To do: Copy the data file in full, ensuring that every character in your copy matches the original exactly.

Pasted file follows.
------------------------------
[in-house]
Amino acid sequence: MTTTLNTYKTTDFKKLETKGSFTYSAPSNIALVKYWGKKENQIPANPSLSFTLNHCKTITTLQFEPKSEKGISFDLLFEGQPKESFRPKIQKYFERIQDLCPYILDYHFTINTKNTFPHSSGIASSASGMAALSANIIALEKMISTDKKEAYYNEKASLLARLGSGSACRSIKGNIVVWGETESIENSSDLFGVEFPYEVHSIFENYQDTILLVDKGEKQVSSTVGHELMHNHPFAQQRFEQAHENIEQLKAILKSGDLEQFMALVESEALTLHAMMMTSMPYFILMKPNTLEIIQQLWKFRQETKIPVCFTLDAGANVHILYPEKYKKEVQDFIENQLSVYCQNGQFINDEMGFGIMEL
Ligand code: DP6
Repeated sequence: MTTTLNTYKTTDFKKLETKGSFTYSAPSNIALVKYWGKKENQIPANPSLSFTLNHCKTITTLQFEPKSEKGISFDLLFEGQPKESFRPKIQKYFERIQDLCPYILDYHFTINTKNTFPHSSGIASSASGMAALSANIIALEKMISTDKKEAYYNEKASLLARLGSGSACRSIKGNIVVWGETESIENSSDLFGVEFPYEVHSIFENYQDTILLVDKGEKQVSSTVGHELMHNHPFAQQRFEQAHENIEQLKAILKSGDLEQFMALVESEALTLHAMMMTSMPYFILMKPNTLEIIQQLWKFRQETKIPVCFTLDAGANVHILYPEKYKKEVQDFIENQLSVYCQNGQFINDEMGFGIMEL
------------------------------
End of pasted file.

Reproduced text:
[in-house]
Amino acid sequence: MTTTLNTYKTTDFKKLETKGSFTYSAPSNIALVKYWGKKENQIPANPSLSFTLNHCKTITTLQFEPKSEKGISFDLLFEGQPKESFRPKIQKYFERIQDLCPYILDYHFTINTKNTFPHSSGIASSASGMAALSANIIALEKMISTDKKEAYYNEKASLLARLGSGSACRSIKGNIVVWGETESIENSSDLFGVEFPYEVHSIFENYQDTILLVDKGEKQVSSTVGHELMHNHPFAQQRFEQAHENIEQLKAILKSGDLEQFMALVESEALTLHAMMMTSMPYFILMKPNTLEIIQQLWKFRQETKIPVCFTLDAGANVHILYPEKYKKEVQDFIENQLSVYCQNGQFINDEMGFGIMEL
Ligand code: DP6
Repeated sequence: MTTTLNTYKTTDFKKLETKGSFTYSAPSNIALVKYWGKKENQIPANPSLSFTLNHCKTITTLQFEPKSEKGISFDLLFEGQPKESFRPKIQKYFERIQDLCPYILDYHFTINTKNTFPHSSGIASSASGMAALSANIIALEKMISTDKKEAYYNEKASLLARLGSGSACRSIKGNIVVWGETESIENSSDLFGVEFPYEVHSIFENYQDTILLVDKGEKQVSSTVGHELMHNHPFAQQRFEQAHENIEQLKAILKSGDLEQFMALVESEALTLHAMMMTSMPYFILMKPNTLEIIQQLWKFRQETKIPVCFTLDAGANVHILYPEKYKKEVQDFIENQLSVYCQNGQFINDEMGFGIMEL